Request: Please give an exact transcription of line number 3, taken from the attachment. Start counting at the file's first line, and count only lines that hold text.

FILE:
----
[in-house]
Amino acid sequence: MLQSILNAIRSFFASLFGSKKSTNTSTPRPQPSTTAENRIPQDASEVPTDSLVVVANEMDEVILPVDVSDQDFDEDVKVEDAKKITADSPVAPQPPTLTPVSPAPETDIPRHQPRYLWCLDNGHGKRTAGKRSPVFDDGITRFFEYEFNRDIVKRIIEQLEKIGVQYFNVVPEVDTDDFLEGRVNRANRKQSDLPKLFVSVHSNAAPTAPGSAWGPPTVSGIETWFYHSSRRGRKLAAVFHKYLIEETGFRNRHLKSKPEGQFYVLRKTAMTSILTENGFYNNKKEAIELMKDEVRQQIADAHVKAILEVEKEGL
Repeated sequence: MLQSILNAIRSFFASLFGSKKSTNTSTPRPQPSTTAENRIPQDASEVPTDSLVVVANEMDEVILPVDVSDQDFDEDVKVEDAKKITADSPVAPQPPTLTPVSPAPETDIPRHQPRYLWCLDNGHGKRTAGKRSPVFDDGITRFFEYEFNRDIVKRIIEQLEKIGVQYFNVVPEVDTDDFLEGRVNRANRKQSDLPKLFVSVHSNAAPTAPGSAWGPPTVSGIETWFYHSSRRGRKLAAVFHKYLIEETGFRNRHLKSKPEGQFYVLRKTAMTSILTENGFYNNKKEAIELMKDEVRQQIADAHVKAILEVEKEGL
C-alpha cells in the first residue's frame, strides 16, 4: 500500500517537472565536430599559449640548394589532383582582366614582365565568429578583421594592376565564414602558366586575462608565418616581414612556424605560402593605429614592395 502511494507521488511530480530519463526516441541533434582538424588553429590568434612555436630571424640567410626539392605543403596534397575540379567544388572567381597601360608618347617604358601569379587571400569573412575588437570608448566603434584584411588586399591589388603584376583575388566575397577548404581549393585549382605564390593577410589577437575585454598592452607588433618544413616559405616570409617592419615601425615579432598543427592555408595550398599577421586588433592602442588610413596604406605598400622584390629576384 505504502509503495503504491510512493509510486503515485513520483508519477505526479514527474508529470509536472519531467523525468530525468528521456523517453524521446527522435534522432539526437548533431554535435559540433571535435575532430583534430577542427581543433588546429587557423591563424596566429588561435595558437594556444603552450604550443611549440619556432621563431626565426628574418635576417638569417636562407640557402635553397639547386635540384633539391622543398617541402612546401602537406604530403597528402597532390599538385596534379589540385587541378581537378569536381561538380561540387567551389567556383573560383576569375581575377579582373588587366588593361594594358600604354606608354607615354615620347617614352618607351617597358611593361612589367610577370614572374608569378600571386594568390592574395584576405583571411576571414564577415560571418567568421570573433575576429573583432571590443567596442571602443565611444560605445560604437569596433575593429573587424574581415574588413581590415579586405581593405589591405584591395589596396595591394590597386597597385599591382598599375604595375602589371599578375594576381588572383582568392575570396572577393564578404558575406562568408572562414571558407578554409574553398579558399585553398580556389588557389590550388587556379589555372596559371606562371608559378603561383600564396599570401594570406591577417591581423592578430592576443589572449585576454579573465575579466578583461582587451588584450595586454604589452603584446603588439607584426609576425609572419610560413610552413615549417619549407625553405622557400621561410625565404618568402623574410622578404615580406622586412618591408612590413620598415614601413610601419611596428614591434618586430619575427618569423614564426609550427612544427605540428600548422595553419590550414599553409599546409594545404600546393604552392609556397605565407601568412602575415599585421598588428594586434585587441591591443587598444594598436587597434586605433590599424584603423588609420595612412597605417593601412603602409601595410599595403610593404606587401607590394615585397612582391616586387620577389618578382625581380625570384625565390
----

Repeated sequence: MLQSILNAIRSFFASLFGSKKSTNTSTPRPQPSTTAENRIPQDASEVPTDSLVVVANEMDEVILPVDVSDQDFDEDVKVEDAKKITADSPVAPQPPTLTPVSPAPETDIPRHQPRYLWCLDNGHGKRTAGKRSPVFDDGITRFFEYEFNRDIVKRIIEQLEKIGVQYFNVVPEVDTDDFLEGRVNRANRKQSDLPKLFVSVHSNAAPTAPGSAWGPPTVSGIETWFYHSSRRGRKLAAVFHKYLIEETGFRNRHLKSKPEGQFYVLRKTAMTSILTENGFYNNKKEAIELMKDEVRQQIADAHVKAILEVEKEGL